Bloomberg reports that Lloyd Blankfein, Goldman's CEO, has confirmed that he and five of his executives will forgo bonuses this year.
Goldman spokesperson Lucas van Praag said: 'They believe it's the right thing to do. We can't ignore the fact that we are part of an industry that's directly associated with the ongoing economic distress'. Blankfein took a bonus of $68m last year. Also forgoing bonuses along with the boss are CFO David Viniar, and Vice Chairmen Jon Winkelreid, Gary Cohn, Michael Evans and Michael Sherwood.
The news agency also quotes New York State Attorney General Andrew Cuomo, who said: 'This gesture by Goldman Sachs is appropriate and prudent, and hopefully will help Wall Street to its senses. We strongly encourage other banks to follow'. Although the media is reporting that Goldman execs are the first to come out and say that they are forgoing bonuses this year, that's actually not the case. Dick Fuld and his senior cohorts over at Lehman Brothers came out very early this year and said the same thing. Hmmm.........
Reuters reports that, according to Swiss newspaper Sonntag, UBS shareholders are to be given a consultative vote on management pay structures. Although it is thought that pay will not be capped, UBS is thought to be considering implementing a structure which will make it impossible to pay out executive bonuses when the bank is trading at a loss. In addition, payment of bonuses may be deferred for up to 3 years.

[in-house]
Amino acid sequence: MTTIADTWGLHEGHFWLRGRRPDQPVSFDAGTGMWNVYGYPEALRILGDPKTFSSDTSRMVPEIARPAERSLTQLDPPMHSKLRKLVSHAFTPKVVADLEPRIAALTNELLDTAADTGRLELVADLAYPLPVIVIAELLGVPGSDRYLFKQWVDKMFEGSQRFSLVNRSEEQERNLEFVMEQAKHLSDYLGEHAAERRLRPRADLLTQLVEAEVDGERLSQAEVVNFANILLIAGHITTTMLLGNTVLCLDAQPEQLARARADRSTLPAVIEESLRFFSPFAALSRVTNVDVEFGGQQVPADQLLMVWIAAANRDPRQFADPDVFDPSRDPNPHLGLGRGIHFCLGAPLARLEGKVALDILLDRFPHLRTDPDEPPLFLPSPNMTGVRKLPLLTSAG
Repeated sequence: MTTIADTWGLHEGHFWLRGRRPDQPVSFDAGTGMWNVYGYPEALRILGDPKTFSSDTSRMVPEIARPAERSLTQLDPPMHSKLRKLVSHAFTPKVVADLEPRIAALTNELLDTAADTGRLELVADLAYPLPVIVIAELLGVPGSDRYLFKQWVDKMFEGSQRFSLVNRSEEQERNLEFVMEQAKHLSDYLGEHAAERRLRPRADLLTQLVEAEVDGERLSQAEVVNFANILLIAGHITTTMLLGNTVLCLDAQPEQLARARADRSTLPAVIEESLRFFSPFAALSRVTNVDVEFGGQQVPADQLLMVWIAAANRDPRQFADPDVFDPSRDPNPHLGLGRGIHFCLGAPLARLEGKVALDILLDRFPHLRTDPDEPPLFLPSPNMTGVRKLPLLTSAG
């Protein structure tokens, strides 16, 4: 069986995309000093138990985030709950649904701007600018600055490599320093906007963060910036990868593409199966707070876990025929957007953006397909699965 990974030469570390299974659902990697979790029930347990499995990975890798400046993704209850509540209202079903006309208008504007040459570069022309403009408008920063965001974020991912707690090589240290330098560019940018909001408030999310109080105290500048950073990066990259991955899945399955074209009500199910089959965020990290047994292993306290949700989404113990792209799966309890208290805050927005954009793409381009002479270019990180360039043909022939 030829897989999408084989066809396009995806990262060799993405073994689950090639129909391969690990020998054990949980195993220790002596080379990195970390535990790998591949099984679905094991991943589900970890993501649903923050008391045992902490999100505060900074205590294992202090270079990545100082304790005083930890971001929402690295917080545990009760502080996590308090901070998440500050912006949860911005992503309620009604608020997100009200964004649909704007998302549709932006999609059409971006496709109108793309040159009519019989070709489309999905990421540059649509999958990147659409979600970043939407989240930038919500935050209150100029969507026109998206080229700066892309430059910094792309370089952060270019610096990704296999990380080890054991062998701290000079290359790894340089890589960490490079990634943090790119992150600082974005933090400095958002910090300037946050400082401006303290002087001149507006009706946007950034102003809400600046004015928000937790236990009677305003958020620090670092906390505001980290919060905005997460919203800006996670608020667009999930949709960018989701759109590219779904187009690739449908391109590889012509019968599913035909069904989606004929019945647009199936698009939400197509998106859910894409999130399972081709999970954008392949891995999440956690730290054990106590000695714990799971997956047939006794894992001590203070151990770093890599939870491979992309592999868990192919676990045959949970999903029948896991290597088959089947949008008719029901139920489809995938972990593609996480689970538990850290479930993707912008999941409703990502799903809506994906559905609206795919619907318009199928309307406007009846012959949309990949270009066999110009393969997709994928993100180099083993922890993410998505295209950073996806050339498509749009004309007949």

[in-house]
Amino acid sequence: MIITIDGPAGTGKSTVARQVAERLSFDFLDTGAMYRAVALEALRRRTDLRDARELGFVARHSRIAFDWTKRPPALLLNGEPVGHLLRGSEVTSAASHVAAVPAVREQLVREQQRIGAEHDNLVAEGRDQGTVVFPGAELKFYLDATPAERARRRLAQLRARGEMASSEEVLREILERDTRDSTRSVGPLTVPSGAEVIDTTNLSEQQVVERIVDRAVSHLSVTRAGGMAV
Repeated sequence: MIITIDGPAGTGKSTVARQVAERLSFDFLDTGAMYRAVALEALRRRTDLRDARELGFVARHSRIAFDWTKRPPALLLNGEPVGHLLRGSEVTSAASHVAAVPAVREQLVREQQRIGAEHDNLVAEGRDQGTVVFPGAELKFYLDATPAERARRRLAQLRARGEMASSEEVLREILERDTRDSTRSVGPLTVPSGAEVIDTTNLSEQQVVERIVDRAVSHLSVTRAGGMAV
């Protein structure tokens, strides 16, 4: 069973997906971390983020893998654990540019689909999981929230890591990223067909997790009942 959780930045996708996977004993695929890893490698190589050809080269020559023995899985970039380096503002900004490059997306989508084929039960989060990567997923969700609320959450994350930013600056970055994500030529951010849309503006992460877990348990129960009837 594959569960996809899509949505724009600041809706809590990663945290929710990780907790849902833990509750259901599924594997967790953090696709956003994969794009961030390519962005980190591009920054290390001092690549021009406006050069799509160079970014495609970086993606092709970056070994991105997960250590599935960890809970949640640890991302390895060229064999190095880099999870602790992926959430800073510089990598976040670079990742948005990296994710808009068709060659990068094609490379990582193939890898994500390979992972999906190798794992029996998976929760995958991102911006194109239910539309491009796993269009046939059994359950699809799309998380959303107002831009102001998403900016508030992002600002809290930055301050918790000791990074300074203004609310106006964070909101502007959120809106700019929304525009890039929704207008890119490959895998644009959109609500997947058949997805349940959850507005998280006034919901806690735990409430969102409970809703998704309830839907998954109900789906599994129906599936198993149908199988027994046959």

Bloomberg also reports that UK Prime Minister Gordon Brown's desire to 'rein in' banking bonuses will be thwarted this year, as banks' contractual obligations will make that impossible. Don't worry, Gordon, the market will sort this out for you. Bonuses will be reined in this year (big time).
Finally, New York City Mayor Michael Bloomberg has come out to defend Wall Street workers and their bonus payouts. Speaking during his weekly radio address, Bloomberg said: 'It's a populist thing to say I don't want to give any bonuses. (But) it's just unrealistic to say that employees for these companies, who work hard, shouldn't get compensated at the rate in that industry'.
'Bloomberg is right, but we all have to realize that the 'rate for the indistry' has been redefined - both in terms of economics (you don't make money, you don't pay bonuses), and in terms of politics (bailed-out banks shouldn't pay bonuses, etc)'.
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